Table 7:          Slopes of Linear Trends of Precipitation and Temperature.

Station

Precipitation

Temperature

 

Slope

Slope

Ogoja

6.9

0.064

Calabar

4.9

0.001

Port-Harcourt

14.0

-0.0112

Enugu

16.1

-

Ibadan

0.7

0.032

Ikeja

-3.4

0.056

Jos

-6.9

0.059

Minna

-1

0.009

Maiduguri

-3.2

-0.002

Nguru

-5.3

-0.341

Sokoto

-2.3

-0.007

Kano

16

-

4.2 Temperature Variation in Nigeria

Temperature follows a bimodal variation intra-annually in Nigeria. The higher peak occurs in March/April/May while the lower peak is in October/November and the minimum is in July/August (Figure 3). Annual temperature trend is negative in Calabar, Portharcourt, Maiduguri, Nguru and Sokoto but positive in Ogoja, Ibadan, Ikeja, Jos and Minna. Temperature data is not available for Enugu and Kano. The slope and intercept for the trend lines are given in Table 7. The harmonic analysis reveals 2-3 years, and 7-8 years annual cycle of temperature in all the stations.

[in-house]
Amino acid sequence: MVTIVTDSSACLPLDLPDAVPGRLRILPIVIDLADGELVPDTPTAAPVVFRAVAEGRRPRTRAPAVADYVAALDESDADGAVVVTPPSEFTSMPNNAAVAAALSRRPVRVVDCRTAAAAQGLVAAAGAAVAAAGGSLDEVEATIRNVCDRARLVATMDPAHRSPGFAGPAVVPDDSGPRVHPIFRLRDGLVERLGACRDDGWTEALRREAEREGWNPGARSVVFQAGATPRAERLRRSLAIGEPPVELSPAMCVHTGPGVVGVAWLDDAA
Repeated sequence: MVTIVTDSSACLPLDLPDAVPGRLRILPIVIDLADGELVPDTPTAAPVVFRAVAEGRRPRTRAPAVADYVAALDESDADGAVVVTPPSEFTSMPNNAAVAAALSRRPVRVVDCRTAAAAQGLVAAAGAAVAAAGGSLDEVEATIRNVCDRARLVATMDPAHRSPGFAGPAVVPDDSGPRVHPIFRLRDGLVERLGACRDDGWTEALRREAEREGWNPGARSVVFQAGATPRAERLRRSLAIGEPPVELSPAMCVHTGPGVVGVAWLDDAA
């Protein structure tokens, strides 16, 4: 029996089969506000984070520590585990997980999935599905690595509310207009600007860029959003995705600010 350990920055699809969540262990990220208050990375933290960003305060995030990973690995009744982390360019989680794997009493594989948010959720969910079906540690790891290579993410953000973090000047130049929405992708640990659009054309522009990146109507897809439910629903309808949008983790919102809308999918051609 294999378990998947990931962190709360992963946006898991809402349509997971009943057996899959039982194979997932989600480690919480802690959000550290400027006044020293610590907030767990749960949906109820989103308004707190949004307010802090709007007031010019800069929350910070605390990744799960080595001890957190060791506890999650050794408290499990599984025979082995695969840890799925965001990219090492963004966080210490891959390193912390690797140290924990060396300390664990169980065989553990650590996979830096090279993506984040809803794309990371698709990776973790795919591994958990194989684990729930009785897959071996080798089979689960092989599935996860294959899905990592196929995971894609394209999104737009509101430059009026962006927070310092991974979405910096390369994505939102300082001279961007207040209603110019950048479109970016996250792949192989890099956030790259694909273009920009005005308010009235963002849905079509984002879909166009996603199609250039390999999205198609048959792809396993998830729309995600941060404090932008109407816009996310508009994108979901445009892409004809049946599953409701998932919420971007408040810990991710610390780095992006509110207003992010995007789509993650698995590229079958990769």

4.3 Grain yield in Nigeria

The annual biomass yield is rainfall dependent. An example is the yield recorded at a government farm, Fasola farm settlement in the southwestern part of Nigeria as depicted in Table 2.  The closest station to Fasola farm is Ibadan (~45km far). High precipitation in 1995 yielded  greater biomass and grains of soyabeans, the reduced precipitation in 1996 led to a decrease in the biomass and grain of soyabeans produced at Fasola farm in south western Nigeria [18] (Table 2).

Table 2:          Soyabean yields and rainfall distribution during 1995 and 1996 cropping period at Fasola farm, south West Nigeria.

Parameter

1   9

9  5

1   9

9 6

 

Amount

Number ofRain days

Amount

Number ofRain days

Total Precipitation(mm)

1089

64

635

49